Opioid Tapering: Importance of Following Professional Guidelines

At PAINWeek, Dr Hah focused on the risks of long-term opioid use for chronic noncancer pain and reviewed guidelines regarding the tapering of these medications.
The following article features coverage from PAINWeek 2017 in Las Vegas, Nevada. Click here to read more of Clinical Pain Advisor‘s conference coverage.

LAS VEGAS – At Pain Week 2017, held September 5-9 in Las Vegas, Nevada, a presentation by Jennifer Hah, MD, MS, an instructor in the Department of Anesthesiology, Perioperative and Pain Medicine at Stanford University in California, focused on the risks of long-term opioid use for chronic noncancer pain, during which she reviewed guidelines regarding the tapering of these medications.1

Rates of opioid prescribing for chronic noncancer pain have increased significantly in the last decade, along with rates of opioid abuse and dependence.2 Prescription opioids represent the top cause of death resulting from overdose in the United States.3 Long-term use of these drugs has been linked to increased tolerance and physical dependence, immunosuppression, opioid-induced endocrinopathy, respiratory depression (the primary mechanism underlying opioid-related deaths), and elevated rates of depression and substance use disorders.

A large retrospective cohort study published in 2017 found that 5% of opioid-naive individuals who filled a prescription ultimately became long-term users, a risk shown to increase with the number of refills, higher dosages, and initiation of long-acting opioid.4 Other findings suggest addiction rates of up to 10% in patients who receive prescription opioids.5

According to guidelines from the American Pain Society and the American Academy of Pain Medicine, patients “who engage in repeated aberrant drug-related behaviors or drug abuse/diversion, experience no progress toward meeting therapeutic goals, or experience intolerable adverse effects” should be tapered or weaned off chronic opioid therapy.6 This can occur in inpatient or outpatient settings, depending on the patient’s medical and psychiatric comorbidities. Tapering in both settings has been found to increase functioning and reduce pain, depression, and catastrophizing, according to findings reviewed in the presentation.

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Also covered were several brief, self-report tools to screen for aberrant drug-related behavior, including the Screener and Opioid Assessment for Patients with Pain-Revised, the Opioid Risk Tool, and the Current Opioid Misuse Measure, as well as various guidelines pertaining to the discontinuation of opioid therapy.7,8 Each set of guidelines recommends discontinuation in patients who are not responsive to treatment or experience serious adverse events.

“As guidelines are evolving and emerging regarding indications for tapering opioid therapy in the context of chronic non-cancer pain, there has been a growing awareness amongst providers,” Dr Hah told Clinical Pain Advisor. “One indication that these recommendations may be leading to positive changes is the increased number of referrals we are seeing as pain specialists from primary care providers for assistance with opioid tapering.” She noted several potential barriers to tapering, including limited access to specialists, lack of insurance, and patients’ fear of discontinuing opioid use.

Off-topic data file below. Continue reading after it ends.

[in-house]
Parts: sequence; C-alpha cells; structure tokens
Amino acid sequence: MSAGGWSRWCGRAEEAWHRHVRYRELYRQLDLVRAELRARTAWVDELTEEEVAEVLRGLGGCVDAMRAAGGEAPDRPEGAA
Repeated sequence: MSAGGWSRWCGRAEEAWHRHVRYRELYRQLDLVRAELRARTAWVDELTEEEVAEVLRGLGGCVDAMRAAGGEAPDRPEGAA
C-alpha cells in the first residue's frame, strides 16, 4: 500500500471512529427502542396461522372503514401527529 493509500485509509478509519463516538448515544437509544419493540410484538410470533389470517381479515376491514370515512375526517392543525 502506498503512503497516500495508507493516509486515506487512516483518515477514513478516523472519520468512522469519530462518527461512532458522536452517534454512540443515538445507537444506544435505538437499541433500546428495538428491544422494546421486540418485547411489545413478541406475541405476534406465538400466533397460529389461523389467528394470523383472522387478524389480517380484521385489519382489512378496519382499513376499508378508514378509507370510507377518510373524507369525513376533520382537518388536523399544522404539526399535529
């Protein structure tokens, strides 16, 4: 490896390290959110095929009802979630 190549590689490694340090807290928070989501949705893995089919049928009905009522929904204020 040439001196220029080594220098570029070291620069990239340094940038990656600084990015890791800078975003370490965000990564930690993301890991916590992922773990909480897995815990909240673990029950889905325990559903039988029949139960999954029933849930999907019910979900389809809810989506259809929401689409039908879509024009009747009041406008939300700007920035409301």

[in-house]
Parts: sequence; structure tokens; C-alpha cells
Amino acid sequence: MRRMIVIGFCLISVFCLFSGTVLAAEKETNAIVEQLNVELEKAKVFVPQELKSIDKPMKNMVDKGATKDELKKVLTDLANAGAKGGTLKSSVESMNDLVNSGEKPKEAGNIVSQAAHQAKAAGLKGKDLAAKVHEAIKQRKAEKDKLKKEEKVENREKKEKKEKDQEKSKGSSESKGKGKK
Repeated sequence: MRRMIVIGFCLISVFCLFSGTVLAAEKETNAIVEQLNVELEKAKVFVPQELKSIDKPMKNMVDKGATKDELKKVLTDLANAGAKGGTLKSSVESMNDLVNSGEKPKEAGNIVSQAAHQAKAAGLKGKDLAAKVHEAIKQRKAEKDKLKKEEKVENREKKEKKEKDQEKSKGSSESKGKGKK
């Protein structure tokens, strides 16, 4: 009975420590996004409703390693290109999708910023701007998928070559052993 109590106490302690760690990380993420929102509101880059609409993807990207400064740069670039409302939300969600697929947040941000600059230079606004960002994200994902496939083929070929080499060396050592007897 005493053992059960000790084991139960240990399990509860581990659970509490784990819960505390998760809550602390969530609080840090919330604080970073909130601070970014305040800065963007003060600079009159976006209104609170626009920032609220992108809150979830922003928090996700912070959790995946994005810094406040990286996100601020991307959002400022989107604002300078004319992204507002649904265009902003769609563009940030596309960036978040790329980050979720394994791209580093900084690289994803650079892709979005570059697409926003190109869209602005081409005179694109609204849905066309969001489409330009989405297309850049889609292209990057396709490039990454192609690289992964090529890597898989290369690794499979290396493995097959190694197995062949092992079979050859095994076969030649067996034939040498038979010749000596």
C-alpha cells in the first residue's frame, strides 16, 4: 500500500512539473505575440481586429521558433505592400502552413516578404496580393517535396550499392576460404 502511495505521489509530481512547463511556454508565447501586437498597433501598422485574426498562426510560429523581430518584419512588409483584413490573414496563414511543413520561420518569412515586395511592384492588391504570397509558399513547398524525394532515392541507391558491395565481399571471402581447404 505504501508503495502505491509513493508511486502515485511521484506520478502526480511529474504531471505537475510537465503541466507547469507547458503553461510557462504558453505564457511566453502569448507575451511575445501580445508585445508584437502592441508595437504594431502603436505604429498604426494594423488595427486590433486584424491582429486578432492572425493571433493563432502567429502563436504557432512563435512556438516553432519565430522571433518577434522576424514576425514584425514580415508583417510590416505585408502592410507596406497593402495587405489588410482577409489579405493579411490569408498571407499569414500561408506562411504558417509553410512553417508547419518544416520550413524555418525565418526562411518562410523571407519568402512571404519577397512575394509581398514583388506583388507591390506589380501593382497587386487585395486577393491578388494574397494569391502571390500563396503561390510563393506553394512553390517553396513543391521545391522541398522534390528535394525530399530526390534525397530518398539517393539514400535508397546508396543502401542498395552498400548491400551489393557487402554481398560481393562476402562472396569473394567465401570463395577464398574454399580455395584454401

Read more of Clinical Pain Advisor‘s coverage of PAINWeek 2017 by visiting the conference page.

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  1. Hah J, Prasad R. Crisis = opportunity: reducing medication burden while managing chronic pain. Presented at Pain Week 2017; September 5-9, 2017; Las Vegas, NV.
  2. Maxwell JC. The prescription drug epidemic in the United States: a perfect storm. Drug Alcohol Rev. 2011;30(3):264-270.
  3. Vital signs: overdoses of prescription opioid pain relievers—United States, 1999–2008. MMWR Morb Mortal Wkly Rep. 2011;60(3):1487-1492.
  4. Deyo RA, Hallvik SE, Hildebran C, et al. Association between initial opioid prescribing patterns and subsequent long-term use among opioid-naive patients: a statewide retrospective cohort study. J Gen Intern Med. 2017;32(1):21-27.
  5. Ballantyne JC, LaForge KS.  Pain. 2007; 129(3):235–255.
  6. Chou R, Fanciullo GJ, Fine PG, et al. Clinical guidelines for the use of chronic opioid therapy in chronic noncancer pain. J Pain. 2009;10(2):113-130.
  7. Kahan M, Mailis-Gagnon A, Wilson L, Srivastava A. Canadian guideline for safe and effective use of opioids for chronic noncancer pain: clinical summary for family physicians. Part 1: general population. Can Fam Physician. 2011;57(11):1257-1266.
  8. Manchikanti L, Abdi S, Atluri S, et al. American Society of Interventional Pain Physicians (ASIPP) guidelines for responsible opioid prescribing in chronic non-cancer pain: Part 2–guidance. Pain Physician. 2012;15(3 Suppl):S67-S116.